Galalith (Casein)

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Galalith Material:

The short of it: Galalith is an old style of plastic that resembles the tone of real tortoiseshell. It is an extremely sought after material for the discerning player. 

The scientific stuff: Galalith is a trade-name for a plastic material, a substitute for horn or celluloid, made by heating the casein of skim-milk, to which various coloring-materials are added, with acetate of lead or other metallic salts, and hardening by a solution of formaldehyde. Out of this material combs, handles for knives and forks, chessmen, buttons, and many other articles have been made.

Shapes & Sizes

Choose from 6 different models (Beehive, Bumblebee, Honey Bee, Honey Jar, Hornet & Smoker). These shapes are mostly modeled after classic pick designs and have been proven to be some of the most popular picks for years and even decades. 

Small: similar in height to a Dunlop Jazz iii

Medium: similar in height to a Dunlop Flow/Jazz XL

Large:  just a touch larger than the Classic 351 shape

Please visit our Shapes and Sizes link for a detailed list for each pick. 


    These grips are made from Cherry wood and provide an incredibly nice grip and aesthetic to the picks. The wood grips have been treated with Tung Oil. 

    Hive Grip
    hive grip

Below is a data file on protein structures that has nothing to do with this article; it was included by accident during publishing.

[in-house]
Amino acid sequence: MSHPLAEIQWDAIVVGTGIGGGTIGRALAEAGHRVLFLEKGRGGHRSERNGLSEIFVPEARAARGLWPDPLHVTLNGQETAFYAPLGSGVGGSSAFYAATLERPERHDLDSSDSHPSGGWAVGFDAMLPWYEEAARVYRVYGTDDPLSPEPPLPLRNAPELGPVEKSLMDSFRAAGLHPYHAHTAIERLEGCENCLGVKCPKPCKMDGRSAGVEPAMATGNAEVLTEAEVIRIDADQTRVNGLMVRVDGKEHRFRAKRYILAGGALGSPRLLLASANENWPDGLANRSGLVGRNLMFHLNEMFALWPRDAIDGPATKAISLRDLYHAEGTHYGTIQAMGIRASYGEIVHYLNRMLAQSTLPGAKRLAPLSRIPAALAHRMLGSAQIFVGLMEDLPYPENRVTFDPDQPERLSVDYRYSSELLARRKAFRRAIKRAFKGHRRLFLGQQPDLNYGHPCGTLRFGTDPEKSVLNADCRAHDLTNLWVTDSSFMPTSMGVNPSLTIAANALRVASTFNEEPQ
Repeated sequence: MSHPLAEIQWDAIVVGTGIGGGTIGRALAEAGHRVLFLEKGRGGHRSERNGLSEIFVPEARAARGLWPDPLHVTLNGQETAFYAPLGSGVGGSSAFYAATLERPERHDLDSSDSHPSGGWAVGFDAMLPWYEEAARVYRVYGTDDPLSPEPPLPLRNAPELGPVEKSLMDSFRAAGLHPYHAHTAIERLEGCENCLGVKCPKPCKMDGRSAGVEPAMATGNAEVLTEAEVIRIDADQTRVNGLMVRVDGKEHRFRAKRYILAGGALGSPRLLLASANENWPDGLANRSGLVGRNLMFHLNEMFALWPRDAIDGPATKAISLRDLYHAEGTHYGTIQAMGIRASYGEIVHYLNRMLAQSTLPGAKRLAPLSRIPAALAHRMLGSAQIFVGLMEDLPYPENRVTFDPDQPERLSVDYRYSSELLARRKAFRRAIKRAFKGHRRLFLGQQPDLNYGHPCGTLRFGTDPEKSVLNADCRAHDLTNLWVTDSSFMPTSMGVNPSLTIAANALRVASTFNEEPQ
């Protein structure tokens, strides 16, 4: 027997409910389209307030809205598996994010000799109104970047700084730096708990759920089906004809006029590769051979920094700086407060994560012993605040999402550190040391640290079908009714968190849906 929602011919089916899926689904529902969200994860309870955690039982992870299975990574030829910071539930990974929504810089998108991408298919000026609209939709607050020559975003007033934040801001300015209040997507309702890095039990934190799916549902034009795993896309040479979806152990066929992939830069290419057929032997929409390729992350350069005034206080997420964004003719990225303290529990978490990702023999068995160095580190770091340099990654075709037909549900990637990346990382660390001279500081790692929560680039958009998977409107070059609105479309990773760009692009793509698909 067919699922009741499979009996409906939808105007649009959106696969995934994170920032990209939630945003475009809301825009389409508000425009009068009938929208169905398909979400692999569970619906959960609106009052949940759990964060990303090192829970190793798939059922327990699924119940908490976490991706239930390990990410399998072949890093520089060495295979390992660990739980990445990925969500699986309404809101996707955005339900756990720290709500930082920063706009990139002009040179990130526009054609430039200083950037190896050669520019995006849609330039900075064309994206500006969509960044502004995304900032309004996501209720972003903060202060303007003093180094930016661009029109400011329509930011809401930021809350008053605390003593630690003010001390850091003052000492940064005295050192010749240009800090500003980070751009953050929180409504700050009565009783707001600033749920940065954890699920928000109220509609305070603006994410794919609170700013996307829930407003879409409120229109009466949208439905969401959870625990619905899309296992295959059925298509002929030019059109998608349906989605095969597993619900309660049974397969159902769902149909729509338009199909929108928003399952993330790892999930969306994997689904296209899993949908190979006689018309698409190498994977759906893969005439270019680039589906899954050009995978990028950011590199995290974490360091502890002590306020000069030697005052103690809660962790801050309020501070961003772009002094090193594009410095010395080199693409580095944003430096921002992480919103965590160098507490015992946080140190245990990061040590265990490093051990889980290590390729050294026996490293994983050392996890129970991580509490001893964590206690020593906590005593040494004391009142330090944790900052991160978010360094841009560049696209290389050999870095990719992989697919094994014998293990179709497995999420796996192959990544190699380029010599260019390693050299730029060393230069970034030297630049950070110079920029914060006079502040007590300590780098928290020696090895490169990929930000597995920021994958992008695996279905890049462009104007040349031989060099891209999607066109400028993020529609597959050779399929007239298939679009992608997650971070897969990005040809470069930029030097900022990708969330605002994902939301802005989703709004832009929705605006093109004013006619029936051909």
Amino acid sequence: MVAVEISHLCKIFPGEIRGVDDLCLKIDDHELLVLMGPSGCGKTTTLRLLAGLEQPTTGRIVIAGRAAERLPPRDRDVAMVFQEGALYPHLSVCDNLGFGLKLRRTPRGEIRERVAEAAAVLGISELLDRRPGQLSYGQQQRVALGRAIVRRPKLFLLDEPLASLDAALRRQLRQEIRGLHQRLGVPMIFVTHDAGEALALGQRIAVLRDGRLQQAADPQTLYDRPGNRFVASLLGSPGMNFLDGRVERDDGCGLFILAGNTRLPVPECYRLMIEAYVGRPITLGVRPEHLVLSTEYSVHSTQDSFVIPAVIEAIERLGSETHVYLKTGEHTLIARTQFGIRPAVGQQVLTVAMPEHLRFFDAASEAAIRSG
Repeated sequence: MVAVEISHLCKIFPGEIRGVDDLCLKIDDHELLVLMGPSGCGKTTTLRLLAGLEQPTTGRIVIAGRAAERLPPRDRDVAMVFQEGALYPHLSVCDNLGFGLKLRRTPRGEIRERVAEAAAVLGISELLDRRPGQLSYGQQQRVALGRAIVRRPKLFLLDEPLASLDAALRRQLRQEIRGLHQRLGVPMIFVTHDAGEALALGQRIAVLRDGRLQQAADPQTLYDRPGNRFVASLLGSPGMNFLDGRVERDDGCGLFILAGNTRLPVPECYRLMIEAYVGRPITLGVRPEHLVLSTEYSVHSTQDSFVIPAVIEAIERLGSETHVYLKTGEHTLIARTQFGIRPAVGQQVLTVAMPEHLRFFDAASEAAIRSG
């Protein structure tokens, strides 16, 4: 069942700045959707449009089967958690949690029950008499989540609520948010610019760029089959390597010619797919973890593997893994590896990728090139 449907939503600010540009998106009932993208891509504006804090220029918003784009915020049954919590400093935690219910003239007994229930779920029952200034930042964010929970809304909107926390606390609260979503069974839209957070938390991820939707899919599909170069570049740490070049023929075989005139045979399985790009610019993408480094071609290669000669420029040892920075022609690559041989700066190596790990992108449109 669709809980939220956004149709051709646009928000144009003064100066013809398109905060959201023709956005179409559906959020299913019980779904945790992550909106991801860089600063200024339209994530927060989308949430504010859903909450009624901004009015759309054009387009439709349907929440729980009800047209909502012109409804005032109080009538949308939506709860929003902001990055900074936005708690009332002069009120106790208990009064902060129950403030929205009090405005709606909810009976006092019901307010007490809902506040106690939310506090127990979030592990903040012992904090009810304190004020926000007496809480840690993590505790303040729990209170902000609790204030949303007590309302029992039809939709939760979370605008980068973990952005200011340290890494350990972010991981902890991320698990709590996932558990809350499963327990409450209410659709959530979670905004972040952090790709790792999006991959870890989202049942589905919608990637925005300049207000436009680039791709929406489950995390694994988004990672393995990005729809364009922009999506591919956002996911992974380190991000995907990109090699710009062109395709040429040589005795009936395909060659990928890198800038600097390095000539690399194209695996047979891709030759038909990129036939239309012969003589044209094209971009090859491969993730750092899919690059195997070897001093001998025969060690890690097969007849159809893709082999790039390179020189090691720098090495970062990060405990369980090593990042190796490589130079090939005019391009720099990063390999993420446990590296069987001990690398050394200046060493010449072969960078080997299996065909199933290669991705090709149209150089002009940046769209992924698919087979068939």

Multi-hole Grip
    multihole grip
    Badge Logo (Gold Paint)


    Below is an image showing what the right and left handed bevels look like. 

    Left-hand Bevels

    lh bevel

    Right-hand Bevels

    rh bevel



    Each pick from our thin .56mm to the thickest 9mm+ is beveled by hand. It is a tedious process that takes time and skill, but it's what sets our picks apart from the mass produced picks. 


    Galalith (Erinoid in the United Kingdom) is a synthetic plastic material manufactured by the interaction of casein and formaldehyde. The commercial name is derived from the Ancient Greekwords γάλα (gala, "milk") and λῐ́θος (lithos, "stone"). It is odourless, insoluble in water, biodegradable, non-allergenic, antistatic and virtually nonflammable. It was produced under other names such as aladdinite (in the US), Casolith (in the Netherlands) and lactoloid (in Japan). (wikipedia)